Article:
Take the 2-minute tour ×
Stack Overflow is a question and answer site for professional and enthusiast programmers. It's 100% free, no registration required.

Considering i have two arrays for exampple:

String[] array1 = new String[10];
int[] array2= new int[10];

So that inside a method i have computed two arrays namely array1 & array2
and now i want to return both of these arrays. How should i go about it.

I read here that i can make another class and define certain object type and encapsulate these arrays in that class constructor, but i am still confused and did not understand completely.

If you could show me a working example which does that or may be any similar idea, it would be good.

share|improve this question
2  
You may be looking for a different data structure here. What is the relationship between the values in the two arrays? Do the values in one correspond to the values in another? Is one some kind of "cache" or reusable "working area"? Usually, a method really only needs to return one thing, so it's useful to see why a method is trying to return two things at once. –  Wesley Jun 13 '11 at 22:33
    
actually one is a two dimensional array of type int while its [i] index will have String usernames which will be in String[] array. The indexes of this 1D String array will be the same as that of indexes of 2D int array. So later i can refer to String username from this 1D Array as need be. –  Johnydep Jun 13 '11 at 22:42

9 Answers 9

up vote 16 down vote accepted

You can actually return something like this also:

return new Object[]{array1, array2};

And let's say outside where you call this method your returned object is obj. Then get access to array1 as obj[0] and access array2 as obj[1] (proper casting will be needed).

share|improve this answer
    
thankyou, this sounds even better option –  Johnydep Jun 13 '11 at 22:35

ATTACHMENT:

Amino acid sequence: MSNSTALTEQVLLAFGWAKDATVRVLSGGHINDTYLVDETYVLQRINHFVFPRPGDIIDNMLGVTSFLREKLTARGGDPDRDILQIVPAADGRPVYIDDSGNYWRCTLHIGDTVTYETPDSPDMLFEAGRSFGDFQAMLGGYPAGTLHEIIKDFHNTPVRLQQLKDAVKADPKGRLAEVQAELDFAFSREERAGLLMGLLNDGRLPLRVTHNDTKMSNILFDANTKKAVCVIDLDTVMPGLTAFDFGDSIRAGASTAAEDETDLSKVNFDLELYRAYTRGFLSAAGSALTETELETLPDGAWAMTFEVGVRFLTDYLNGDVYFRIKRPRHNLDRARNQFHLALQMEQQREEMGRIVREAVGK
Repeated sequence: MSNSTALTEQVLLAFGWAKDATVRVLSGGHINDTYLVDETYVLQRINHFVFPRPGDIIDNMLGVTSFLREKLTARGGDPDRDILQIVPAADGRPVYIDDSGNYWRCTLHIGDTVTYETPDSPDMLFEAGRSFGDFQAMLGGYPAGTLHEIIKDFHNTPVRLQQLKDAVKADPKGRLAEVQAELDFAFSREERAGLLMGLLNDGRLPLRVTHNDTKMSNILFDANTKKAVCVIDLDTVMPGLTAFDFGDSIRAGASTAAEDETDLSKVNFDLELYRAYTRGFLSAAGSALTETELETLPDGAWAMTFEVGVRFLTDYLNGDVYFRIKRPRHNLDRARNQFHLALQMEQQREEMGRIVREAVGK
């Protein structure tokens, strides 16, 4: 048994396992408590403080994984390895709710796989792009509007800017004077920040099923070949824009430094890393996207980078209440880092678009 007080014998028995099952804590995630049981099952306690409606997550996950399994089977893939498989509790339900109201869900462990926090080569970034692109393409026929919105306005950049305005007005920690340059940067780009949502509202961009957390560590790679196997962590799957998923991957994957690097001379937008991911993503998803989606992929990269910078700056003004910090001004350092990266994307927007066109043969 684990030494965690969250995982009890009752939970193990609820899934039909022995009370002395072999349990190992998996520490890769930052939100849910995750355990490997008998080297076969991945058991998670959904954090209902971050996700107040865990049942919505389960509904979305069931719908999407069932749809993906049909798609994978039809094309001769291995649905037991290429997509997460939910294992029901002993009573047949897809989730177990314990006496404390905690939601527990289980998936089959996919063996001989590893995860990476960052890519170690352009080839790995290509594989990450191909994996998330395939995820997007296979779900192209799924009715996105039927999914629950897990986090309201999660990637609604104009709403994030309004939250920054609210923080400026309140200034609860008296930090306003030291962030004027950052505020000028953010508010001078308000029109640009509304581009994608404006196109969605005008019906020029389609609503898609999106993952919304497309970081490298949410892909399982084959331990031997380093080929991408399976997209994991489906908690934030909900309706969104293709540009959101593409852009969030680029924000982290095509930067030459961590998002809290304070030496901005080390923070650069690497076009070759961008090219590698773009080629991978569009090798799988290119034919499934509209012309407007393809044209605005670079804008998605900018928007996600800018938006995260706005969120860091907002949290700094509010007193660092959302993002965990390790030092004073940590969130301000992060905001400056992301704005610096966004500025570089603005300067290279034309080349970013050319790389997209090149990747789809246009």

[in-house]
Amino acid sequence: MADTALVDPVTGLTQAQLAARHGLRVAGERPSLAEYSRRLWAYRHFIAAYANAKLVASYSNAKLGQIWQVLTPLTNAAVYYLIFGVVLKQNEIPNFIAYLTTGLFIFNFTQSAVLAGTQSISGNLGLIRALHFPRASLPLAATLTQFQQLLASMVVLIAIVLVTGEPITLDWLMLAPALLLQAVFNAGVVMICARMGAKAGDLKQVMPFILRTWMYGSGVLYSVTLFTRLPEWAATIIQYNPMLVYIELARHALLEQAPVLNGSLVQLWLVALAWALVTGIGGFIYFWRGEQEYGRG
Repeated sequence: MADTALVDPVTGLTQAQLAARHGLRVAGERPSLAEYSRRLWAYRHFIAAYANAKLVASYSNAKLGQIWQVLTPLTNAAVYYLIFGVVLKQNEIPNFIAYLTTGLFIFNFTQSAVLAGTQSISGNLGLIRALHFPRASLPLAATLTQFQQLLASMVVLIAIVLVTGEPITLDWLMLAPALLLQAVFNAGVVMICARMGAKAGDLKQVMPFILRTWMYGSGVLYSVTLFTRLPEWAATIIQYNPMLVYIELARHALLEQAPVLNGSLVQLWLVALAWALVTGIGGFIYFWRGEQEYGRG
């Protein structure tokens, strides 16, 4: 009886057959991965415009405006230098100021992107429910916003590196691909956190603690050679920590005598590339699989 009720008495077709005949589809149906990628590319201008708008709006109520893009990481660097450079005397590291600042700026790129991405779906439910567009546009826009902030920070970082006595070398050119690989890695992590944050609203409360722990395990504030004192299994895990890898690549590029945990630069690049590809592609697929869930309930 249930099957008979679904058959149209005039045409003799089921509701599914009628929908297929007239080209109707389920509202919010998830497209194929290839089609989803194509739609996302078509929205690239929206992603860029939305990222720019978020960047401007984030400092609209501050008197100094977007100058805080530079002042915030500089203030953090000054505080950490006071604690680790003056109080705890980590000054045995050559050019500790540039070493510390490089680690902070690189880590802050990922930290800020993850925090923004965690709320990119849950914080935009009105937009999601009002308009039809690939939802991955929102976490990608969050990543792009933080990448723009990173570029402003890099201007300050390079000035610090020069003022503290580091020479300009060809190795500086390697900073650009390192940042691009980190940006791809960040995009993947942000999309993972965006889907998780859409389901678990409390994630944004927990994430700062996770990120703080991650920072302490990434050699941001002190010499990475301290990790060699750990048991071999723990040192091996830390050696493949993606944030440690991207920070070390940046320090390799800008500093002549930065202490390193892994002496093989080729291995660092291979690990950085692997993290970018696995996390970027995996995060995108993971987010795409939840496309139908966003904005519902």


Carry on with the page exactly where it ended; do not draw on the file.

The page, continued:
Just a question, what should be the return type of my method then? –  Johnydep Jun 13 '11 at 22:38
    
+1 Nice idea! Simplicity wins. –  Costis Aivalis Jun 13 '11 at 22:38
    
@Johnydep Object[] type –  Eng.Fouad Jun 13 '11 at 22:39

You can define Pair class as follows:

public class Pair
{
    private String[] array1;
    private int[] array2;
    public Pair(String[] array1, int[] array2)
    {
        this.array1 = array1;
        this.array2 = array2;

    }
    public String[] getArray1() { return array1; }
    public int[] getArray2() { return array2; }
}

then you can use it in your method:

public Pair someMethod()
{
     String[] array1 = new String[10];
     int[] array2 = new int[10];

     // blah blah blah

     return new Pair(array1, array2);
}

and you can use your method as follows:

Pair pair = someMethod();
String[] arrayA = pair.getArray1();
int[] arrayB = pair.getArray2();
share|improve this answer
1  
thanks, this was my original idea. You gave a very clear understanding how to do it. –  Johnydep Jun 13 '11 at 22:35
    
@Johnydep You're welcome :) –  Eng.Fouad Jun 13 '11 at 22:37

Define an object that makes sense for what you're attempting to return. As an example:

public class Inventory {     
      private int[] itemNumbers; //array2
      private String[] itemNames; //array1

      public Inventory(int[] itemNumbers, String[] itemNames)
      {
         this.itemNumbers = itemNumbers;
         this.itemNames = itemNames;
      }

      //Setters + getters. Etc.
}

Then somewhere else:

return new Inventory(array2, array1); 

===============================================

Notes:

The above example is not a good example of an inventory. Create an item class that describes an item (item id, item name, etc) and store an array of those.

If your two arrays are unrelated, then the above is more of a cheap workaround. Ideally, you should split the computation and return of the arrays into their own method.